Amnesty International found that the system to which refugees and asylum seekers on Nauru are subjected amount to torture.
The combination of refugees’ severe mental anguish, the intentionally harmful nature of the system, and the fact that the goal of offshore processing is intended to intimidate or coerce others to achieve a specific outcome, means that Australia’s offshore “processing” regime fits the definition of torture under international law.
Now, lawyers are apparently investigating laying charge with the International Criminal Court over this state policy of torture:
Lawyers are investigating taking Australia to the International Criminal Court over its offshore detention centres, Amnesty International says.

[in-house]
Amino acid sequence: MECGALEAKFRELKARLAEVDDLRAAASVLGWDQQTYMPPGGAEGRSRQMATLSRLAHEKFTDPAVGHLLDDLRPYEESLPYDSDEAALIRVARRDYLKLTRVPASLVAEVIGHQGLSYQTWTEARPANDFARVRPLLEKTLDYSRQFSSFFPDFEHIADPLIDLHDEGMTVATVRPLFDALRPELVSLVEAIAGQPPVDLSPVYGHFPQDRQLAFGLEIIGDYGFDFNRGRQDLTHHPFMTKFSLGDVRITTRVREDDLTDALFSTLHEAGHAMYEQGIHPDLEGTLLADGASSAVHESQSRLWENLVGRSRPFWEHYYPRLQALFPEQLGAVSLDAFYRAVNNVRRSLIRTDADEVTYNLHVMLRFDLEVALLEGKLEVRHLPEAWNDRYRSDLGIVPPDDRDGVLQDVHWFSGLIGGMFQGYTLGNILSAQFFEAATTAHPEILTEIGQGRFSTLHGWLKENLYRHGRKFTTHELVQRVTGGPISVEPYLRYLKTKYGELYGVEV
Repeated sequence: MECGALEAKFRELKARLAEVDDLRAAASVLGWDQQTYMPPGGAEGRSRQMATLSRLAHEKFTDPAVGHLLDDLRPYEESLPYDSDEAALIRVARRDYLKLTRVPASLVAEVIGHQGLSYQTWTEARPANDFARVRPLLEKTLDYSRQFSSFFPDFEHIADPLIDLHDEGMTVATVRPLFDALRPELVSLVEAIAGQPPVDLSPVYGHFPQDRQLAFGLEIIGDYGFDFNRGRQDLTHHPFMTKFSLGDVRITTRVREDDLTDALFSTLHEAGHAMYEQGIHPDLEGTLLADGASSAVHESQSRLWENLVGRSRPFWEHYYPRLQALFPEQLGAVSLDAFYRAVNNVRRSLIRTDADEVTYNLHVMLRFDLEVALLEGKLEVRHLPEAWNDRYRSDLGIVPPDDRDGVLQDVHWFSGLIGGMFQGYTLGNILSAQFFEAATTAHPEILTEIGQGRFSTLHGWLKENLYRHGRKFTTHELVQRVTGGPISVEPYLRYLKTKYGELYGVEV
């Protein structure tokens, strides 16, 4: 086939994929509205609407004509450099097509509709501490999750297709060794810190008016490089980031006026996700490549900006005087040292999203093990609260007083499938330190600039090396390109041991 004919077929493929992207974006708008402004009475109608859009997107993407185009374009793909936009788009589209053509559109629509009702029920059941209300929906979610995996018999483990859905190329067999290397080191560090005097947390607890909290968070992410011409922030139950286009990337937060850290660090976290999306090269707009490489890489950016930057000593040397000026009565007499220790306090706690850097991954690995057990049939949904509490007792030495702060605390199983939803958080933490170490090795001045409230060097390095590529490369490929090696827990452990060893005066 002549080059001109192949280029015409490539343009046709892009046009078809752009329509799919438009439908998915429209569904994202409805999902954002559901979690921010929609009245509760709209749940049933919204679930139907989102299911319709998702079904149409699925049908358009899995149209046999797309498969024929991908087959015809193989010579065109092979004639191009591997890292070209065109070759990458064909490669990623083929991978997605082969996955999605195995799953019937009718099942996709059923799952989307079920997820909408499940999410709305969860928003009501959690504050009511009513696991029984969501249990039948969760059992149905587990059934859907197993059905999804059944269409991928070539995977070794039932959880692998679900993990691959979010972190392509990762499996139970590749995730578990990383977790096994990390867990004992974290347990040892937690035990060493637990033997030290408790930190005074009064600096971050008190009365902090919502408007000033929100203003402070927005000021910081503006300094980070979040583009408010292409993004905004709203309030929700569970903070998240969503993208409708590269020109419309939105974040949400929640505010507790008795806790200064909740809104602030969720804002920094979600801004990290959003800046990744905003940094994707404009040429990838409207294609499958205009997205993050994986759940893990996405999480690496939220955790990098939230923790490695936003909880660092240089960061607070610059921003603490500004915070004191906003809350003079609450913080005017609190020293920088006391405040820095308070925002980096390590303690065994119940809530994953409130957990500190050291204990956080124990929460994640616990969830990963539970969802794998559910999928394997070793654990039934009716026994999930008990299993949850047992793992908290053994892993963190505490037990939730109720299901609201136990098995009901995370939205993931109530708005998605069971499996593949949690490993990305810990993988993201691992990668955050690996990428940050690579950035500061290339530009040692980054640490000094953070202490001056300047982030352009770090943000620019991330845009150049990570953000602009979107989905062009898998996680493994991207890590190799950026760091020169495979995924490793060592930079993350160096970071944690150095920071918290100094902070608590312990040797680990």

"The system is illegal and we show in our report in great detail how Australia is violating its multiple international obligations, including an obligation not to torture," she said.
"There are lawyers who are communicating with the International Criminal Court - it's not Amnesty International yet, but we are in touch with them as well, who believe there is enough evidence for the ... court to investigate Australia's offshore processing."
Good. Torture is illegal under international (and Australian) law, and those responsible for it - the architects of the policy and those who implemented it, from government Ministers down to the lowest camp guard - need to be held to account for it.
New Zealand should be a part of this. As I've frequently pointed out, we have universal jurisdiction for torture. And we should use it whenever someone involved in torture sets foot in our country. When our nearest neighbour is running torture camps in our backyard, we need to stand up for what is right. And if that means arresting the Australian Prime Minister on their next state visit, so be it.